Monday’s Headlines Are Electric

  • Recognizing that EV’s won’t be enough, cities worldwide are looking to fight climate change by electrifying mass transit. (New York Times)
  • Twice as many people ride intercity buses like Greyhound and Megabus as ride Amtrak, yet the federal government is unwilling to step in to help them survive the pandemic. (Governing)
  • One way transit agencies are generating cash to survive the pandemic is selling real estate for transit-oriented developments. (Pew)
  • A startup called Via is positioning itself as Uber for transit. (Forbes)
  • Lots going on in Boston lately: Transit advocates are pushing for more funding for the Massachusetts Bay Transportation Authority (WBUR). The Charlie Baker administration has embraced an at-grade replacement for I-90 (Commonwealth). The state needs to get involved if Boston wants to be a 15-minute city (WBUR, again). And a Prop 22-style referendum could result in Uber and Lyft drivers making just $5 an hour (Business Insider).
  • The Oregon DOT’s commitment to widening I-5 in the Rose Quarter will cost lives, both from crashes and climate change. (Bike Portland)
  • Charlotte police are cracking down on ATVs and dirt bikes illegally on city streets and swerving around light rail trains. (CBS 17)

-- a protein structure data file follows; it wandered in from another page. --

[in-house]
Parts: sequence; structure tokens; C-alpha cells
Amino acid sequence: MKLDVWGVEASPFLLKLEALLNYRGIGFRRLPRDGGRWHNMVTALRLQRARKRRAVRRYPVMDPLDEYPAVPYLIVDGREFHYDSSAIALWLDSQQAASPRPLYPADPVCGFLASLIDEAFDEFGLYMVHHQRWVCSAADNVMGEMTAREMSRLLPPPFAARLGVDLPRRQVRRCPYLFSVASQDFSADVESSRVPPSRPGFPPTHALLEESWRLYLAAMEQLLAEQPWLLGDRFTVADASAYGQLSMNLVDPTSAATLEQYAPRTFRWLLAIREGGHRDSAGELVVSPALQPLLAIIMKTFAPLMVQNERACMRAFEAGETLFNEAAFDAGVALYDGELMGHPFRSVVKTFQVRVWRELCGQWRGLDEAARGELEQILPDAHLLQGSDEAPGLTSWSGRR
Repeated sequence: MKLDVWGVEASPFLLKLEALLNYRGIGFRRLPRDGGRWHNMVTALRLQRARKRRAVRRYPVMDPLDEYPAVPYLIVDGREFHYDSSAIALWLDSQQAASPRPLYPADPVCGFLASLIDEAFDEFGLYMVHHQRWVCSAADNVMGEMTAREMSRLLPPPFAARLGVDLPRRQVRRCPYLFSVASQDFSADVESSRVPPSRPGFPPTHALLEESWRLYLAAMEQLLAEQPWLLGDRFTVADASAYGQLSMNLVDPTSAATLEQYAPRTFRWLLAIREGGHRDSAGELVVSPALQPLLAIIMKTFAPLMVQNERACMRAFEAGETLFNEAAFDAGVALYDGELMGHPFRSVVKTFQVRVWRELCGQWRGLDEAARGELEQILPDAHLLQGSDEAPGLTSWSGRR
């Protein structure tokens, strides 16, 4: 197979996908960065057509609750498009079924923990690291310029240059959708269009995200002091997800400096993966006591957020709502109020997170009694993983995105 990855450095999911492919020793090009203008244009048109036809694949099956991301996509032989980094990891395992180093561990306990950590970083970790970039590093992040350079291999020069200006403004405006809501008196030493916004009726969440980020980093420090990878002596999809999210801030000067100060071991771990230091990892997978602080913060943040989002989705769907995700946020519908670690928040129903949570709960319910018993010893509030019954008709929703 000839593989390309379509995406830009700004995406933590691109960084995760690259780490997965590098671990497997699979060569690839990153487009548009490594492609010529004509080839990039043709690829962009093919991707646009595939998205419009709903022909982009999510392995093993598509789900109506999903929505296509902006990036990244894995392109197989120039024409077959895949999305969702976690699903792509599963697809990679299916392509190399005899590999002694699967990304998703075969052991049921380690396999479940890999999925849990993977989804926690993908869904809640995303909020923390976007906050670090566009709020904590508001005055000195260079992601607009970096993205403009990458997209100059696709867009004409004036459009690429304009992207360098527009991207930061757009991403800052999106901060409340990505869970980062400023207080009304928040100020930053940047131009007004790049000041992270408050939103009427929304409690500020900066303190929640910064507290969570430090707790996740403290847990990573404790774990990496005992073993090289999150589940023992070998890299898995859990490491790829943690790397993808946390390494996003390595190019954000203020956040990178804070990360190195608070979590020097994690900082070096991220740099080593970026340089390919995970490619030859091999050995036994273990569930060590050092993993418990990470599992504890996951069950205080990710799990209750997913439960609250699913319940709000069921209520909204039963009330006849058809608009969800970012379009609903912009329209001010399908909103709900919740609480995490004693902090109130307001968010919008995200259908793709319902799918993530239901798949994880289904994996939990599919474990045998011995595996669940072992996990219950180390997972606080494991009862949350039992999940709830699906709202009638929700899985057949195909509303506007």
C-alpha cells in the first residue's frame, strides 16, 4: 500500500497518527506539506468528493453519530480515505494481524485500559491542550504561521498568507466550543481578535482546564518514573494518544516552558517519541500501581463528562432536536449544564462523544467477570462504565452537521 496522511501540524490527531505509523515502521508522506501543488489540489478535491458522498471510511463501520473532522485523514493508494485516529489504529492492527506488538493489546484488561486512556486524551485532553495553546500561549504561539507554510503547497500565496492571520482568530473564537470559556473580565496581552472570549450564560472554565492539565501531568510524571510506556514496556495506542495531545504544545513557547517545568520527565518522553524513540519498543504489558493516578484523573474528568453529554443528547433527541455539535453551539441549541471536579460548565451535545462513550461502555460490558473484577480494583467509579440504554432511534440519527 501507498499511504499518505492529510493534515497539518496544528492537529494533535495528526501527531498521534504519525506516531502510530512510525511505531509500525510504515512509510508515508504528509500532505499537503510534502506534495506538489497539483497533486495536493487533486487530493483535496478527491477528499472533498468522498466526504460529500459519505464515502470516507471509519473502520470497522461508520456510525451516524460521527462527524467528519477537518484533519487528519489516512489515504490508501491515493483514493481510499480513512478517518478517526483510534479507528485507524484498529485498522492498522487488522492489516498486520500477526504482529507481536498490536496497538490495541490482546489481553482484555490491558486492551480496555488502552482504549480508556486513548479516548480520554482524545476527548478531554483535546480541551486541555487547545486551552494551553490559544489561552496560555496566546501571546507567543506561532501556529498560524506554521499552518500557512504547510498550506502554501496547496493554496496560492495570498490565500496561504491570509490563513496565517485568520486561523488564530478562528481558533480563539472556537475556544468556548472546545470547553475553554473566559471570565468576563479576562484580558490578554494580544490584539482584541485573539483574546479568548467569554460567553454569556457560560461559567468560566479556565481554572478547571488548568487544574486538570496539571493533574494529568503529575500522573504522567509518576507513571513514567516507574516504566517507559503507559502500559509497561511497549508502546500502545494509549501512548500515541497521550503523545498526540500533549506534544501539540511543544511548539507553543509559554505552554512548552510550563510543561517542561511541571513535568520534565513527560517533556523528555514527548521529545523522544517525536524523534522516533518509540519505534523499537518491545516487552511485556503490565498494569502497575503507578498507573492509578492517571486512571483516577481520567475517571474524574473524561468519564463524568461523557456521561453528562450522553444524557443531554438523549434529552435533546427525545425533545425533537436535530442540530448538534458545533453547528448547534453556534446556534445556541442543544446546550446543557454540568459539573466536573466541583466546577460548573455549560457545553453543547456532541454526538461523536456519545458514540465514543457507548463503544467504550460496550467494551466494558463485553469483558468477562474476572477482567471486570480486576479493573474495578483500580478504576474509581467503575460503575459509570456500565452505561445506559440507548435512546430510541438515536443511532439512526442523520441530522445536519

• A Philadelphia bill would make street dining areas created during the pandemic permanent. (WHYY)
  • The collapse of a Washington, D.C. pedestrian bridge is an opportunity to talk about knitting back together Black neighborhoods divided by urban highways. (The American Prospect)
  • A bike-share station outside the White House that was removed by President Trump is now back (WTOP). Just remember that new e-scooter regulations are in effect, so don’t think about tossing one into the Potomac (Washingtonian).
  • The Parking Reform Network has a wrapup of Washington, D.C.’s Parking Day, when cities around the country show what else could be done with all the public space we waste on parking.
  • Looking for the perfect car? Here’s the most convincing commercial we’ve ever seen. (Twitter)